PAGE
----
In an announcement that sent shock waves through the U.S. grocery business on Friday, Amazon announced plans to acquire Whole Foods for $13.7 billion. The news immediately sent shares of many supermarket retail chains down sharply. Kroger, which had been rumored as a suitor of Whole Foods, saw its share price crater as much as 11 percent before making up most of those losses by the end of Friday. Target and Walmart suffered similar losses, while Costco saw its stock price sink 7 percent and Supervalu’s shares spiraled down over 14 percent.
Shareholders of Whole Foods, however, had a fantastic day, as Amazon’s proposal to buy Whole Foods at $42 a share is a 27 percent premium over last Thursday’s closing price.
With 465 stores nationwide, Whole Foods owns a relatively small slice of the U.S. grocery market. In the health-conscious Los Angeles area, for example, Whole Foods only claims a 3 percent market share, while stores owned by Albertsons and Kroger together have a hold on 40 percent of that market.
Nevertheless, the combination of Whole Foods’ brand reputation, combined with the prowess and technology that has made Amazon an economic power on par with Walmart, will cause plenty of sleepless nights for executives within the largest U.S. grocery companies. The Seattle-based online shopping giant has already been testing technologies that (depending on one’s point of view,) range from practical to creepy. And in scoring Whole Foods, the stores of which are usually located in very central, well-heeled or trendy neighborhoods, Amazon now has a platform to test its various ideas. June 16, 2017 may very well be the date people look back on when the retail sector at large entered one of its most jarring transformations.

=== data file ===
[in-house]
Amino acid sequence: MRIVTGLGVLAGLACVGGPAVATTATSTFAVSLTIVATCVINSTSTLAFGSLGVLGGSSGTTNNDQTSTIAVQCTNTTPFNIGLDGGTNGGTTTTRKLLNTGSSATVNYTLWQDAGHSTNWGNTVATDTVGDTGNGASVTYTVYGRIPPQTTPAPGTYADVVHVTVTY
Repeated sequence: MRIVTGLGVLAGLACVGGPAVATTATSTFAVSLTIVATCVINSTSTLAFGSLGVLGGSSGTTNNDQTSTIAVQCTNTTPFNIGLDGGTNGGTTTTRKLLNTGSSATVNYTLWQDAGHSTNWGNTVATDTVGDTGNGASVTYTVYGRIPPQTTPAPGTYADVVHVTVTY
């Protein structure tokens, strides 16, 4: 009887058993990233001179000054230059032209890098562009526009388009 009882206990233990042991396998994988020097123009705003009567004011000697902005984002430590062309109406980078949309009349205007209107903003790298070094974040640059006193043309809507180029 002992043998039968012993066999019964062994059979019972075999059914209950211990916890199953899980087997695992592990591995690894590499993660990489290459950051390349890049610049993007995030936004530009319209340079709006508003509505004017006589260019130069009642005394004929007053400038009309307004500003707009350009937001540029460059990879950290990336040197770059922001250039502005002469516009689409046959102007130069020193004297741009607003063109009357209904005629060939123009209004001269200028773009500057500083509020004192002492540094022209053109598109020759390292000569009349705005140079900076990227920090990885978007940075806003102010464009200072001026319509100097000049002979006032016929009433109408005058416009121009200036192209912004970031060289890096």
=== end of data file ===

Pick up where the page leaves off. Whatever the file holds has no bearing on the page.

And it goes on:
Where Amazon could go with its technology is raising plenty of eyebrows. The company has patented a smartphone technology that prevents consumers from online comparison shopping within the walls of a store. In Seattle, Amazon is testing a store that requires no checkout. Shoppers just saunter into the Amazon Go, open an app, and take the items they want. Shortly after exiting the store, Amazon charges that consumer’s account and emails them a receipt.
It is that threat of automation that has some consumers, and many workers, worried. Although part of Whole Foods’ recent financial struggles has resulted from its older and outdated stores, the chain deserves credit for improving the customer experience at supermarkets. Gone are the fluorescent lighting, linoleum and dowdy shelves; Whole Foods nudged many of its competitors to soften the design of their interiors, hand out samples with a smile and revamp these stores into places to meet and dine, not just shop and checkout. But one problem bogging down Whole Foods is that chains such as Walmart and Kroger were adroit at catching up, and their scale allowed them to put a dent in the Austin-based company’s sales figures.